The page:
By Daniel Barnes
*Opens Friday, July 14, at the Roxie Theater in San Francisco.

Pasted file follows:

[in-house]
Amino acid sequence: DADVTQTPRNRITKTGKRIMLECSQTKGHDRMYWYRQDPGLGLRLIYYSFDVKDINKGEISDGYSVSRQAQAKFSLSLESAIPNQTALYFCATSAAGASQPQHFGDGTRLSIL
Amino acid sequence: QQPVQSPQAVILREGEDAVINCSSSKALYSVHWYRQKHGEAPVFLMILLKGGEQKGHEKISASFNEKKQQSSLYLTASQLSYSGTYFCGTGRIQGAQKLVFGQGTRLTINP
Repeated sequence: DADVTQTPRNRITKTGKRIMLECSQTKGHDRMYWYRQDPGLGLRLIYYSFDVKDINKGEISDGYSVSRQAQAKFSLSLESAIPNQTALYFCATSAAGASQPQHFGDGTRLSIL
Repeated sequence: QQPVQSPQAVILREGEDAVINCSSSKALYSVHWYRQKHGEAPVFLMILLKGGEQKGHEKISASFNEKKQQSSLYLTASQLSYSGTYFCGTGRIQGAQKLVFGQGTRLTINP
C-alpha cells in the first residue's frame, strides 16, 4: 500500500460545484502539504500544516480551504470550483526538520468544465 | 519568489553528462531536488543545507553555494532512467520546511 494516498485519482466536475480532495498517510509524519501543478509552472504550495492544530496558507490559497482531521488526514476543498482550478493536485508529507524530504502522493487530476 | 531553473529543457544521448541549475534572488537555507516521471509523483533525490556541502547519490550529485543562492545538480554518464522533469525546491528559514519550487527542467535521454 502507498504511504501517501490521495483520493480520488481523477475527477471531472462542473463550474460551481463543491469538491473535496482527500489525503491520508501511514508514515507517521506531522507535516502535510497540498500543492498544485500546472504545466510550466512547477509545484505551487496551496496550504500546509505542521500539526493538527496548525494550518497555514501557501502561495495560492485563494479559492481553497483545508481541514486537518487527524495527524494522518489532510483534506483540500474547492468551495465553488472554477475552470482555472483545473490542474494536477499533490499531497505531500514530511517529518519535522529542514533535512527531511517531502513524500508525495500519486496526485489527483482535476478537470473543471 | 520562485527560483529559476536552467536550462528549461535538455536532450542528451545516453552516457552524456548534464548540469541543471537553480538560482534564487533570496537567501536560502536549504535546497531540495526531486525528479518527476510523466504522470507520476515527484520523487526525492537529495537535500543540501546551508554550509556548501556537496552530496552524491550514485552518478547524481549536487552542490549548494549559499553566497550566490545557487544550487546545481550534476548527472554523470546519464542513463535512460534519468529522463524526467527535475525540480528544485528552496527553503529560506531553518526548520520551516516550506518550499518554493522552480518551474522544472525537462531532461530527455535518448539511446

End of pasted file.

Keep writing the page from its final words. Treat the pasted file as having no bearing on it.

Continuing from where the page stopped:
A stunning work of curation from documentary filmmaker Morrison, a story of fortune, folly, film and fire preserved in permafrost. When the Yukon Gold Rush struck in the last 1890’s, the remote Alaskan town of Dawson City boomed to a population of over 40,000, and numerous theaters sprang up to entertain idle stampeders. Dawson City’s population dwindled when the gold rush skipped town, but enough residents remained to support a couple of silent movie houses. The outpost became the last stop along the theatrical exhibition trail, often receiving films years after their release, and the studios refused to pay to have the highly flammable nitrate prints shipped back. Instead, discarded film stock was dumped under an ice hockey rink and forgotten for decades, when the treasure trove was unearthed during renovation and hundreds of presumed lost silent movies were found. Morrison does dramatic justice to the Dawson City story, a rise-and-fall epic that weaves in enough turn-of-the-century celebrities to satisfy E.L. Doctorow, without overindulging in precious recreations. Many assemblage documentaries of this sort strike me as obtusely opportunistic and reductive (e.g., it was the 1930’s, so insert any random shot of jitterbugging flappers), but Morrison creates something wistfully beautiful from the material, and his respect for both cinema and history shines through.